2008). Huang (2001) carried out an investigation comparing NiTi with similar
materials, CuZnAl and CuAlNi. He found that NiTi was the overall winner in
most thermo-mechanic related performances with the one main drawback being
material cost.
Figure 3.1 Austenite and martensite microstructure. (Ryhänen 1999)
8
3.1.2 The Shape Memory Effect & Superelasticity
The microstructure of NiTi can take more than one form. Naturally, it exists in the
parent, austenite, body-centred cubic form denoted ‘B2’ (Seguin et al. 1999).
Under certain external influences it can change into an unnatural martensite ‘B19’
form. The microstructure has a translation and becomes monoclinic. Figure 3.1
shows the crystal structure of the austenite and martensite NiTi. Figure 3.1 also
illustrates that the martensite can exist in two forms. These two forms depend on
the mechanism of inducing the martensite phase.
The Shape Memory Effect (SME) was discovered in an Au-Cd alloy in 1951
(Chang & Read 1951), but research became much more active after it was found
in a NiTi alloy by Beuhler and his colleagues (Buehler, Gilfich & Riley 1963). It
has great potential for many applications, and considerable effort is still being
made to discover new materials (Huang 2001). It describes the transition from
austenite to martensite through a temperature change. The austenite form is the
high temperature form, and the martensite is induced when the material is cooled
below the ‘transformation temperature’. Figure 3.2 illustrates the transformation
between austenite and martensite.
Figure 3.2 The SME & SE process (Otsuka 2002)
In solids, there are two known types of transformations; displacive and
diffusional. Diffusional transformations involve atoms rearranging over long
distances, forming a new chemical composition. A displacive transformation
involves the movement of atoms as a unit. The bonds are not broken and
rearranged as with diffusional. The SME transformation in NiTi is a displacive
transformation (Santiago Anadón 2002). The transformation does not happen in
9
one instant, but transforms over a range of temperature. Figure 3 has MF, MS, AS,
AF noted along its axis. These mark the stages of transformation on either cooling
or heating. MS denotes the temperature in which the transformation from austenite
to martensite begins, and MF denotes where the transformation finishes. AS is in
the same respect, but for the martensite to austenite transformation on heating.
According to this principle then, the transformation is progressive. This means the
material contains proportions of both forms depending on the ambient
temperature when within the transformation range. For example, in the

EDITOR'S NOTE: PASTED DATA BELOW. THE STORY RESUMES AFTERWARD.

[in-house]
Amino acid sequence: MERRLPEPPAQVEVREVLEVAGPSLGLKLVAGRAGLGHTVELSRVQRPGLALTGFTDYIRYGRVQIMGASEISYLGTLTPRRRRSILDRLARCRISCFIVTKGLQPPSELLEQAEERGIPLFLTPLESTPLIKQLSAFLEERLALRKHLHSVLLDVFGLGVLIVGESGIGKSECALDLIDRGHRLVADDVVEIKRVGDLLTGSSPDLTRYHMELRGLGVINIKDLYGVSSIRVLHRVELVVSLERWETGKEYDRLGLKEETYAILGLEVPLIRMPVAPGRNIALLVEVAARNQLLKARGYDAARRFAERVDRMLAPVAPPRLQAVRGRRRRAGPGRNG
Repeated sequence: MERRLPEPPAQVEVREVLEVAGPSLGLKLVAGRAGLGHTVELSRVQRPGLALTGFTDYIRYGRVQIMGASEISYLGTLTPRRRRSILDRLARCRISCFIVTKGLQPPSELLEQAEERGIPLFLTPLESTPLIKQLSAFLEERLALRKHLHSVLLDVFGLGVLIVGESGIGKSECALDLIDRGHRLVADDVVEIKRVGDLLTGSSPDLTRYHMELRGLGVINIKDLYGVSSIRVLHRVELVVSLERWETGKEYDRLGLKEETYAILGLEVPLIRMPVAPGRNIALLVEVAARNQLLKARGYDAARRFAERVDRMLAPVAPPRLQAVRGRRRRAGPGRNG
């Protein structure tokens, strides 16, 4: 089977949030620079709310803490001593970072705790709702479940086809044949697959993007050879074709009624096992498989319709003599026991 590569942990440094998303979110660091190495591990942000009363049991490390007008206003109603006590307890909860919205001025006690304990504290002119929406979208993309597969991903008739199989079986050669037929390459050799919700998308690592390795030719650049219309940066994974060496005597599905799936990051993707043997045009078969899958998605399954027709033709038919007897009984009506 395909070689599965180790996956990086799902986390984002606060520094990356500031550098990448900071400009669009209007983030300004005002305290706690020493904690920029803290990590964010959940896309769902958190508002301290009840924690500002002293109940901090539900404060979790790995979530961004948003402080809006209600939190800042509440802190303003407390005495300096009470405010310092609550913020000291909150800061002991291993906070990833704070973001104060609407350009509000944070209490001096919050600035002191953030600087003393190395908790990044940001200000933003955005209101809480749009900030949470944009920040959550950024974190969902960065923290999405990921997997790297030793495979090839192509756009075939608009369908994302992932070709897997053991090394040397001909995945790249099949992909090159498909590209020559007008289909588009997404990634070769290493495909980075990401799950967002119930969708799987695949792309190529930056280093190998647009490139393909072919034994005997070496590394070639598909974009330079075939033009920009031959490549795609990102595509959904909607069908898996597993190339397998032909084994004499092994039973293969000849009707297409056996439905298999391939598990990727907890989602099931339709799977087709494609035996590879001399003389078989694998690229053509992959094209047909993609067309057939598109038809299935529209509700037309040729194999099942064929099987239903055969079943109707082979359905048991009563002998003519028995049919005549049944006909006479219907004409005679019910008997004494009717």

transformation from austenite to martensite, twinned formations will grow in the
material. These will increase in size and quantity with as the temperature cools,
until MF when the microstructure is completely martensite. The area in the middle
of the graph signifies that there is a difference on transformation temperatures
between heating and cooling. This is a known as a temperature ‘hysteresis’.
The material exists in the twinned martensite form when induced through the
SME, as shown in figure 3.1. Figure 3.2 Illustrates how the three phases of NiTi
correspond and translate between one another. The high temperature form is
austenite. This is a rigid form of the material. When it is cooled below MF it will
transform into a twinned ‘incoherent’ martensite form. This form is very soft and
ductile in behaviour. Any load applied will deform the microstructure into the
untwined, coherent martensite. This will cause an external elongation of the
material. This is caused by the accumulation of small displacements of each atom.
This causes a microscopic change in shape, since all atoms move in the same
direction (Otsuka & Kakeshita, 2002). Applying temperature above AF will,
however return the material back to its parent form. This is the ‘shape-memory
path’ and utilises the shape memory effect. This mechanism allows NiTi to be
used as a control device with temperature being the input.
Superelasticity is the second mechanism which causes a change between the
Figure 3.3 Shape Memory Effect (Madoff et al. 2006)
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austenite and martensite form. The material changes directly from the austenite
form to the martensite form through an applied load. Upon release of the load, the
martensite will transform back to the parent austenite. This phenomenon occurs
only if the material is above the critical temperature, AF,,when the material is in a